Posts Tagged ‘cyborgs’

The U.S. military is researching ways for its troops can use their minds to remotely control androids who will take human soldiers’ place on the battlefield.

The Defense Advanced Research Projects Agency (Darpa), the Pentagon’s hi-tech research arm, has earmarked $7million for research into the project, nicknamed Avatar.

The ultimate goal of the project sounds, bizarrely, much like the fantastical plot of the the film of the same name.

Science following fiction: In Avatar, pictured, human soldiers use mind control to inhabit genetically engineered proxiesScience following fiction: In Avatar, pictured, human soldiers use mind control to inhabit genetically engineered proxies

In the James Cameron movie, set far in the future, human soldiers use mind control to inhabit the bodies of human alien hybrids as they carry out a war against the inhabitants of a distant world.

According to the Darpa’s 2013 budget: ‘The Avatar program will develop interfaces and algorithms to enable a soldier to effectively partner with a semi-autonomous bi-pedal machine and allow it to act as the soldier’s surrogate.’

The report, released this week and seen by wired.com, says the remote controlled androids will be capable of doing everything that a human soldier can.

They should be able to perform all the duties expected of a human soldier, including ‘room clearing, sentry control [and] combat casualty recovery,’ all via remote control.

The means in which this man-machine mind-meld are to be achieved are unclear, but Darpa’s description of the project notes ‘key advancements in telepresence and remote operation of a ground system’.

The agency has reportedly already funded successful attempts to control robots with thought – albeit using monkeys – raising the terrifying prospect that wars may in the future be fought by machine proxy.

The initiative seems like the next logical step in the U.S. military’s robotics and remote warfare research.

Remote-controlled drones have, controversially, been in use for some time, and have been a key, if sometimes clumsy, weapon in the U.S.’s operations against Islamic extremists.

At ground level, the agency has also investigated autonomous, lifelike robots, including headless humanoid Petman, and AlphaDog, a four legged machine designed to carry equipment.

Last week Darpa released a new video of AlphaDog and noted that they wanted the machine to interact with soldiers in a way similar to the relationship between a trained animal and its handler.

The Terminator

The Terminator: Real cyborgs will be less scary – the researchers think that the technology could help people suffering from brain malfunctions such as Parkinson’s disease – by replacing damaged or malfunctioning tissue with chips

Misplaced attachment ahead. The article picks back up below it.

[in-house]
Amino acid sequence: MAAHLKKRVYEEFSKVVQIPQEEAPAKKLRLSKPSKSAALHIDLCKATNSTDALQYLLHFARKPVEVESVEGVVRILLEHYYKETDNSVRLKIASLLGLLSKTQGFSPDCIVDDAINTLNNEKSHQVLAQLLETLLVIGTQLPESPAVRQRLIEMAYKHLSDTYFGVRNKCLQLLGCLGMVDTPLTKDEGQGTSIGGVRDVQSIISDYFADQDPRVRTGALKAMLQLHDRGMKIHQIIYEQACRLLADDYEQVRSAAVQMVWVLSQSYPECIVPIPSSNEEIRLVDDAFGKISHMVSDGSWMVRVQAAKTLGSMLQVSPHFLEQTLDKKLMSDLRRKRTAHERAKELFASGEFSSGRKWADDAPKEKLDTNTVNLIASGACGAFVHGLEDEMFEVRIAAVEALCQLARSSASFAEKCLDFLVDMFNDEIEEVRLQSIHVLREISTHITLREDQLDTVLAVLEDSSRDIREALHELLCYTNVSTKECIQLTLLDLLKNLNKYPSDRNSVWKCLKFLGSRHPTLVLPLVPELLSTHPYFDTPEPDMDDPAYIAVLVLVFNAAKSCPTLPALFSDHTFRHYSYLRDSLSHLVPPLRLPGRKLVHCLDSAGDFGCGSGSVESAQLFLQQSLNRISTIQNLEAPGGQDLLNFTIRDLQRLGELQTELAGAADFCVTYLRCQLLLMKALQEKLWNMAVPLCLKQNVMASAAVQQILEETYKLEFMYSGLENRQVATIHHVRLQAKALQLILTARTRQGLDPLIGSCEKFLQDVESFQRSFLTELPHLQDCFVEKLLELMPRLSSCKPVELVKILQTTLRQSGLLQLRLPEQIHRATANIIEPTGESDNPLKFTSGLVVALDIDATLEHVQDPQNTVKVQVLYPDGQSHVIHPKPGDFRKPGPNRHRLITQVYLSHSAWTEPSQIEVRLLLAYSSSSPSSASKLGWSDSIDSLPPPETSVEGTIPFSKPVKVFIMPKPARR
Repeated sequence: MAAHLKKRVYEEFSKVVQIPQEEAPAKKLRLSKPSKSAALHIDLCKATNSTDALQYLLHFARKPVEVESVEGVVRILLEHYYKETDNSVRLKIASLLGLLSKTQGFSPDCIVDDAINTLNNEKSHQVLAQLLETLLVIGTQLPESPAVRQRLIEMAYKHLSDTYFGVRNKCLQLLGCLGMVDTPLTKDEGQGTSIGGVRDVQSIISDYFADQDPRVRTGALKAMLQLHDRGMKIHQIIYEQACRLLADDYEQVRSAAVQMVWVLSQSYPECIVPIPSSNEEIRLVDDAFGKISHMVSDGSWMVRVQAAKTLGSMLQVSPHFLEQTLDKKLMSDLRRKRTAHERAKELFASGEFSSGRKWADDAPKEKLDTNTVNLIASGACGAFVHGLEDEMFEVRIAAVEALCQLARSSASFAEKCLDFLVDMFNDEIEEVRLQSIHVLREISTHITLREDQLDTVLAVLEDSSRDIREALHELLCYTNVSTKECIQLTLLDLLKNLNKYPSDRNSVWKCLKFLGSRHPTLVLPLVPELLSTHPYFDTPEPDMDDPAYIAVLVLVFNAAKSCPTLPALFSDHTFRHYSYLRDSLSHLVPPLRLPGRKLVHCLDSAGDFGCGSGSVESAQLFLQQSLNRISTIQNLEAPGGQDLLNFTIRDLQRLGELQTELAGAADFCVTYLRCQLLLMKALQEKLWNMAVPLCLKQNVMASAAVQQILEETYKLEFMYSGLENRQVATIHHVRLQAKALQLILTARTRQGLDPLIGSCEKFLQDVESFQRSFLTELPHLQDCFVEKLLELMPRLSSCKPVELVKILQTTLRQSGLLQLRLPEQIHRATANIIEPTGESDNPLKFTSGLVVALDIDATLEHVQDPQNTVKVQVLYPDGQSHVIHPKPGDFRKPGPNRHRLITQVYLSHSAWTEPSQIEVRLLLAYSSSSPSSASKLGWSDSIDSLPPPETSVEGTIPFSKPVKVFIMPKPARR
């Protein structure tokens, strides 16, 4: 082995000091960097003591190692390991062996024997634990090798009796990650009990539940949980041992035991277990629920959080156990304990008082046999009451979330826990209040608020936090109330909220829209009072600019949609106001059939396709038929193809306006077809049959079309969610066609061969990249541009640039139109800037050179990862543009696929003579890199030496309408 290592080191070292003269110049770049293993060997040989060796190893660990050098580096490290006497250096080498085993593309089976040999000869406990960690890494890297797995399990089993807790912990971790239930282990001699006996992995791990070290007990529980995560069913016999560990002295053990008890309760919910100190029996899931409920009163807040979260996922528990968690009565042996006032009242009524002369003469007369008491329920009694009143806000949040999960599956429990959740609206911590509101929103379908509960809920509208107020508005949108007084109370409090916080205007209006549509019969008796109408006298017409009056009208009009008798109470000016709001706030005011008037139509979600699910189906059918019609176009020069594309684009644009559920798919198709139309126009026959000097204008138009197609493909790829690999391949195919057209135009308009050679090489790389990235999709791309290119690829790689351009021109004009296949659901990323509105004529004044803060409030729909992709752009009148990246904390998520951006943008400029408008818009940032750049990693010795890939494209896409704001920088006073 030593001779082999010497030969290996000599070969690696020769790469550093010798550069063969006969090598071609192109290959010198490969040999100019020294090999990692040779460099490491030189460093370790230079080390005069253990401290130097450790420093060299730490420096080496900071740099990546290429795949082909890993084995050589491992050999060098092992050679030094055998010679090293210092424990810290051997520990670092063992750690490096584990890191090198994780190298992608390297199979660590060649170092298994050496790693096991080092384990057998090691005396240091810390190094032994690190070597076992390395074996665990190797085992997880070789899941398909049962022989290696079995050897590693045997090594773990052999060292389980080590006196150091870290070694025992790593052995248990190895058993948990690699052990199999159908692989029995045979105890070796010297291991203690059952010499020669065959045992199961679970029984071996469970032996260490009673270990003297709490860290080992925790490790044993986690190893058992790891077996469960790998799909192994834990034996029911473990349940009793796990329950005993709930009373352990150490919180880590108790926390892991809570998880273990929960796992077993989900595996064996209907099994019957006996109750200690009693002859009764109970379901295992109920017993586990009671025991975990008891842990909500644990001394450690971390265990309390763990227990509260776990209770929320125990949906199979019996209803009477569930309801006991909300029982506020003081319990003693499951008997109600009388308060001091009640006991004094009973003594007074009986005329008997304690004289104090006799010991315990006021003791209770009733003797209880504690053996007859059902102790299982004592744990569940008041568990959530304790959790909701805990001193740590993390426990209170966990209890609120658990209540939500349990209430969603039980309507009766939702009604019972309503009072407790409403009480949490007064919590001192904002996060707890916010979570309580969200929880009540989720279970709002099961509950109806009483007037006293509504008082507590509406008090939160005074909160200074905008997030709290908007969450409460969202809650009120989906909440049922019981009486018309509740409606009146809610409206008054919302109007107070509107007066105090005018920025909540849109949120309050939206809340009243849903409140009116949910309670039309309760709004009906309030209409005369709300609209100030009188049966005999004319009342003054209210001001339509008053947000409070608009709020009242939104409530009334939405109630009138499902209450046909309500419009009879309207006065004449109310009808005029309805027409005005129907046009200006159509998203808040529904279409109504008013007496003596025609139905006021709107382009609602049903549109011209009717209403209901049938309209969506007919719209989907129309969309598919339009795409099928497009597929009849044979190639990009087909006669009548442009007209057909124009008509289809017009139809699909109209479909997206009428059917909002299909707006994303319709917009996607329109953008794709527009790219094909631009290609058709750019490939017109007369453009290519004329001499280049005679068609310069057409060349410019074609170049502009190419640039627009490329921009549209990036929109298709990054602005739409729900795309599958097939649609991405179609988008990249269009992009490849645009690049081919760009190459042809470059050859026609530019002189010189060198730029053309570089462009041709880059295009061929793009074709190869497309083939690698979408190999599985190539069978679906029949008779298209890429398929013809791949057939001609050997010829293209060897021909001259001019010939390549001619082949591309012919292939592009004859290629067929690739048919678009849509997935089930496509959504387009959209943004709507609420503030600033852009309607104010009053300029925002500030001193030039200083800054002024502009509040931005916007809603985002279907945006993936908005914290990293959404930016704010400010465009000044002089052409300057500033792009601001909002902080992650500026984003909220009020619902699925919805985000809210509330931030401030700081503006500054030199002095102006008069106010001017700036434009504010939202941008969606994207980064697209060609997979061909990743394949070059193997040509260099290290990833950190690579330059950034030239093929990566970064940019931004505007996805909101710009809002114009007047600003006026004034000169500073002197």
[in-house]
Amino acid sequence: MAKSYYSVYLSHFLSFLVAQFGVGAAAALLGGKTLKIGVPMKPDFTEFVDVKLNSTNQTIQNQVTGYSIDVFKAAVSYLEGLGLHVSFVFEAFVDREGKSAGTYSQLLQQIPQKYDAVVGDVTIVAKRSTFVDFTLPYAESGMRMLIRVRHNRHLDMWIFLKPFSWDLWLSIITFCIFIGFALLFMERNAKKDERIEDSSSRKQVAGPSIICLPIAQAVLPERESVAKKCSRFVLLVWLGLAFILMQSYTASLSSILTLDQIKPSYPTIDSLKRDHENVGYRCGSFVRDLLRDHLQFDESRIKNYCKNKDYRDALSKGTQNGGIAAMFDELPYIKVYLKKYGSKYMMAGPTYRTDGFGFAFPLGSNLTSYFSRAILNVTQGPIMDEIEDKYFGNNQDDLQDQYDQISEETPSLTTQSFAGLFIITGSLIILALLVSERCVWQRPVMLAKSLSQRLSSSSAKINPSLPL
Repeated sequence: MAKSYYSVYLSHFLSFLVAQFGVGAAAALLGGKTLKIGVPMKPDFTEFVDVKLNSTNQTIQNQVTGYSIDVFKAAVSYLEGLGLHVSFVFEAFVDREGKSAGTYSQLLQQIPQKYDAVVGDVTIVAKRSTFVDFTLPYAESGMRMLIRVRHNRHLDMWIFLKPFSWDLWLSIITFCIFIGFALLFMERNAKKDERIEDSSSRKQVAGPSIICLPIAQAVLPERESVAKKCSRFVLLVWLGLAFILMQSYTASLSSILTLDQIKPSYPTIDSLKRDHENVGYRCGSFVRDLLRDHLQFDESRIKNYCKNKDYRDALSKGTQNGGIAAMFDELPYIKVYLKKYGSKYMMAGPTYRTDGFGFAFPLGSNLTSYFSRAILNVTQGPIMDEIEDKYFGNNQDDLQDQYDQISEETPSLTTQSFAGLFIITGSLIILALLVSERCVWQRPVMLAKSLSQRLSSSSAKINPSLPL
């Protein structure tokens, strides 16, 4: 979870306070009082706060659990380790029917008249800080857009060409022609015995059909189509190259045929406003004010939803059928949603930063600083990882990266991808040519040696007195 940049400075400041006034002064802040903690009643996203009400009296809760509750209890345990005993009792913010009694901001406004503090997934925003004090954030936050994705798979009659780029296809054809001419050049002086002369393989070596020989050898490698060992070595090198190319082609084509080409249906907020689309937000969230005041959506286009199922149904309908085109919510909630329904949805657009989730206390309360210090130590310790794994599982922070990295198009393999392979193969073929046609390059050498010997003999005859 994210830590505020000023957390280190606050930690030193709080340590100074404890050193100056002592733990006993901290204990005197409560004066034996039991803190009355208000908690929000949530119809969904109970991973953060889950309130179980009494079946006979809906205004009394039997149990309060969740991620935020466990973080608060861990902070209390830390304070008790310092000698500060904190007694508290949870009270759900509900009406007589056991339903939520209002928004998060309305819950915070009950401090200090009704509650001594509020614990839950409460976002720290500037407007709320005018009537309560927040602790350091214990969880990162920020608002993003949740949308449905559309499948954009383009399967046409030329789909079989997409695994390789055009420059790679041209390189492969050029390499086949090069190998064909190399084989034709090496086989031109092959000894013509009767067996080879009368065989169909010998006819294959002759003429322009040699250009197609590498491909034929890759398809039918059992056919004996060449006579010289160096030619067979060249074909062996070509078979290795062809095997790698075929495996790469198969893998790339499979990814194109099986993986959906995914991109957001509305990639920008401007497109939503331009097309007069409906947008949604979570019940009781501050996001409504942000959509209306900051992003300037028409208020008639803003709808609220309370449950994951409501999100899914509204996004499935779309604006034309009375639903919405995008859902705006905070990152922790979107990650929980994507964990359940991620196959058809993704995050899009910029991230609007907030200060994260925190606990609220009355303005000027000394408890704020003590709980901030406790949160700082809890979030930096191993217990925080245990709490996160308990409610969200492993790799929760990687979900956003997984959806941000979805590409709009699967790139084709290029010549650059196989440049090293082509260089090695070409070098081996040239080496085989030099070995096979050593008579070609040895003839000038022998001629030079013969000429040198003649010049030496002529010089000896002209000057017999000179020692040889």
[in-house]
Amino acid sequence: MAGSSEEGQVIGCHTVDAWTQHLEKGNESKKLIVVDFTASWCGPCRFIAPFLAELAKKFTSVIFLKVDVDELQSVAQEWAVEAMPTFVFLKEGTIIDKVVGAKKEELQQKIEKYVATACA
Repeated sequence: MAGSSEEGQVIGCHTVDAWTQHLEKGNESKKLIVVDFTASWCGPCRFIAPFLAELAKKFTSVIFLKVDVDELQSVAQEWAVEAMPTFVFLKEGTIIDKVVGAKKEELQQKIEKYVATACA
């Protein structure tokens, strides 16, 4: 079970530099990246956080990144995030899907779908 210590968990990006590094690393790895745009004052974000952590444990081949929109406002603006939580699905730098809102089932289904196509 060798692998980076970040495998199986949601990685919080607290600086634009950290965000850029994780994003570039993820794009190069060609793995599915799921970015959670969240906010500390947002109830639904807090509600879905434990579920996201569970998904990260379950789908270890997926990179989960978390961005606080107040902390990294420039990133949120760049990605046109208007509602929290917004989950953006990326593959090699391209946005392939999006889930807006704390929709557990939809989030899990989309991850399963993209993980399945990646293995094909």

Faulty parts of living brains have been replaced by electronic chips, in an astonishing and controversial scientific breakthrough.

It’s a move that has been anticipated many times in science fiction, with creatures such as The Terminator, a ‘cyborg’ hybrid of flesh and machinery.

But now, researchers at Tel Aviv University have successfully created circuits that can replace motor functions – such as blinking – and implanted them into brains.

They hope the technology could in the future help people suffering from brain malfunctions such as Parkinson’s disease – by replacing damaged or malfunctioning tissue with chips that perform the same function.

‘Imagine there’s a small area in the brain that is malfunctioning, and imagine that we understand the architecture of this damaged area,’ said Professor Matti Mintz, a psychobiologist, speaking to the BBC.

‘So we try to replicate this part of the brain with electronics.’

Mintz has already successfully implanted a robotic cerebellum into the skull of a rodent with brain damage, restoring its capacity for movement.

However, anti-vivisection campaigners have described the experiments as ‘grotesque’.

‘Imagine there’s a small area in the brain that is malfunctioning, and imagine that we understand how it works. We try to replicate this part of the brain with electronics,’ said Professor Mintz

The cerebellum is responsible for co-ordinating movement, says Mintz.

When wired to the brain, his ‘robo-cerebellum’ receives, interprets, and transmits sensory information from the brain stem, facilitating communication between the brain and the body.

To test this robotic interface between body and brain, the researchers taught a brain-damaged rat to blink whenever they sounded a particular tone.

The rat could only perform the behavior when its robotic cerebellum was functional.

According to the researcher, the chip is designed to mimic natural neuronal activity.

‘It’s a proof of the concept that we can record information from the brain, analyze it in a way similar to the biological network, and then return it to the brain,’ says Prof. Mintz, who recently presented his research at the Strategies for Engineered Negligible Senescence meeting in Cambridge, UK.

In the future, this robo-cerebellum could lead to electronic implants that replace damaged tissues in the human brain.

‘This type of research raises enormous ethical concerns, let alone the poor animals whose lives are wasted on dubious and ego-driven experiments,’ Jan Creamer, CEO of the National Anti-Vivisection Society, in an interview with the BBC.

JP